Secretary of Health & Human Services Kathleen Sebelius
Recently, Bradley Merril Thompson, a representative of the mHealth Regulatory Coalition (MRC), wrote a letter to Health and Human Services Secretary Kathleen Sebelius, asking the FDA to issue final guidance over mobile health application regulation, “as soon as reasonably possible.”
While it’s tempting to make a snarky remark about the government’s versus the private sector’s definition of “as soon as reasonably possible,” I’ll refrain and state simply that the FDA’s glacial response on this one may have led to slowing of development and investment in mobile health.
Interestingly, Mr. Thompson adds, “Some people mistakenly believe that the final guidance will expand FDA jurisdiction. It will not.”
I’m not so certain. I think the level of direct FDA involvement and regulation will come about largely in reaction to how the industry at large interprets and acts upon the guidelines. That’s as it should be. Let the marketplace determine the viability of mobile health products, with a prudent approach that acknowledges the FDA’s responsibility to safeguard public health. I fully expect that, after the guidelines are released, there will be a formative period where entrepreneurs and the government will work – as partners and sometimes as adversaries – to better define what’s best for the market and for consumers.
I believe that’s the attitude that should be guiding the industry today, while it waits (and waits) for FDA guidance. No business venture is without risk, but the companies that are willing to advance now, confident that their products are safe and effective, are much more likely to prosper and establish market presence than those who continue to wait.
Stephen Baker, in a recent New York Times article in the New York Times, commented, “The impact of new technologies is invariably misjudged because we measure the future with yardsticks from the past.” The article notes that in the early years of commercially available electricity, practically everyone associated the new industry with one thing: illumination. What followed, of course, was nearly exponential growth of other “applications” exploiting the platform, from early home appliances up smart phones. And mobile health apps.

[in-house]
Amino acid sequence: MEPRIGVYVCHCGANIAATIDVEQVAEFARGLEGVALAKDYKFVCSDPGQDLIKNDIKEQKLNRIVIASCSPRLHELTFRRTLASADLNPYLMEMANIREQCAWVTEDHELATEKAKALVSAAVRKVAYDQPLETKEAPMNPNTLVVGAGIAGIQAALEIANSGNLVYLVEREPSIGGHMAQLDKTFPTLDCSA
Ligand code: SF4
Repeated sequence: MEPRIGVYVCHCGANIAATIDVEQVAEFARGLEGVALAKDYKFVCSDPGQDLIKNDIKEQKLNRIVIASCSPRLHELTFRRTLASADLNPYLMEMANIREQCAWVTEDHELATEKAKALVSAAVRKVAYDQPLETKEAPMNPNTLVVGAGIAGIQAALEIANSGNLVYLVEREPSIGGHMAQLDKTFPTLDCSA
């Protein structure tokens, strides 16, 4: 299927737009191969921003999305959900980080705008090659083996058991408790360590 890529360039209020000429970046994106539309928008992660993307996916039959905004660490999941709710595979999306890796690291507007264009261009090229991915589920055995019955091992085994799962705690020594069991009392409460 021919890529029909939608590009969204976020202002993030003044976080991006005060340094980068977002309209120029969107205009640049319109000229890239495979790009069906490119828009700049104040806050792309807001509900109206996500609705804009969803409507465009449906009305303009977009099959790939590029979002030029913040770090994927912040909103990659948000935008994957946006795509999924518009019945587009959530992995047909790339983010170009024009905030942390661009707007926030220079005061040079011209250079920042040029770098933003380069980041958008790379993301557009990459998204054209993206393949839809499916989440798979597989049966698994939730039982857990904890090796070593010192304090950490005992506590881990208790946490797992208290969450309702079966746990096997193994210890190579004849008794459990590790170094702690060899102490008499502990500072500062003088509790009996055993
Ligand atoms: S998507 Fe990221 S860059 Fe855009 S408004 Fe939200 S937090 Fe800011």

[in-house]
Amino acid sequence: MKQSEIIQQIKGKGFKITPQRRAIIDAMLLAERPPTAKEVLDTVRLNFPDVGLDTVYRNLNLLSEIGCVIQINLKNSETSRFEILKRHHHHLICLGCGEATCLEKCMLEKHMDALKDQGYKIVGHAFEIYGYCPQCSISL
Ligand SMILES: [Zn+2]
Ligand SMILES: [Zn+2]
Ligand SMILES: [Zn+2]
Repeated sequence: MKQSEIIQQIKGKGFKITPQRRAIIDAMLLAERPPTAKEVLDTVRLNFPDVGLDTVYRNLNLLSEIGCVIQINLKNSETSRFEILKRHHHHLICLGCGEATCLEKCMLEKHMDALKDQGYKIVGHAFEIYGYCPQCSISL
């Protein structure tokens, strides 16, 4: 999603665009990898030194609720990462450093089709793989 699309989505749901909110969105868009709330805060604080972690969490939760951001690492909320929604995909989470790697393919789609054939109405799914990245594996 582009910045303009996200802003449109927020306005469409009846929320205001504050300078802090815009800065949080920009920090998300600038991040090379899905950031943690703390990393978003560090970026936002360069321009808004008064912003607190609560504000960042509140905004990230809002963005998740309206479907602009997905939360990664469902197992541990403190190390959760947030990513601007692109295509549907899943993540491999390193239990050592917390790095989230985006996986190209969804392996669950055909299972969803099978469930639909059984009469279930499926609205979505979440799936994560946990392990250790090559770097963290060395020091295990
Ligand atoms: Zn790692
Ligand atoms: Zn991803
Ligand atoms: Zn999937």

I think it’s prudent to apply Mr. Baker’s yardstick and electricity analogies to the field of mobile health. About all that’s certain at this early stage of the game is that growth is spectacular. For example, it’s reported that the Digital Health and Fitness Technology offerings at this week’s Consumer Electronics Show in Las Vegas, will be up by nearly 25%. There are 215 exhibitors in the category, occupying more than 27,000 square feet.
The only other sure thing is that there will be winners and losers. Just as the bursting of the dot com bubble resulted in dozens of pet.coms for every Amazon, there will surely be a massive culling of mobile health technologies as the market advances. Achieving acceptance and success is particularly tricky for mobile health, as there are three critical market segments that need to be satisfied: The public; healthcare providers; and – in many cases – the FDA. (Which, according to my latest information, has cleared only 75 mobile medical apps.)
It’s quite a horserace, with more horses joining all the time. I’m particularly interested in seeing how major health insurance providers (such as Aetna) will adapt. 2013 promises to be very interesting and exciting.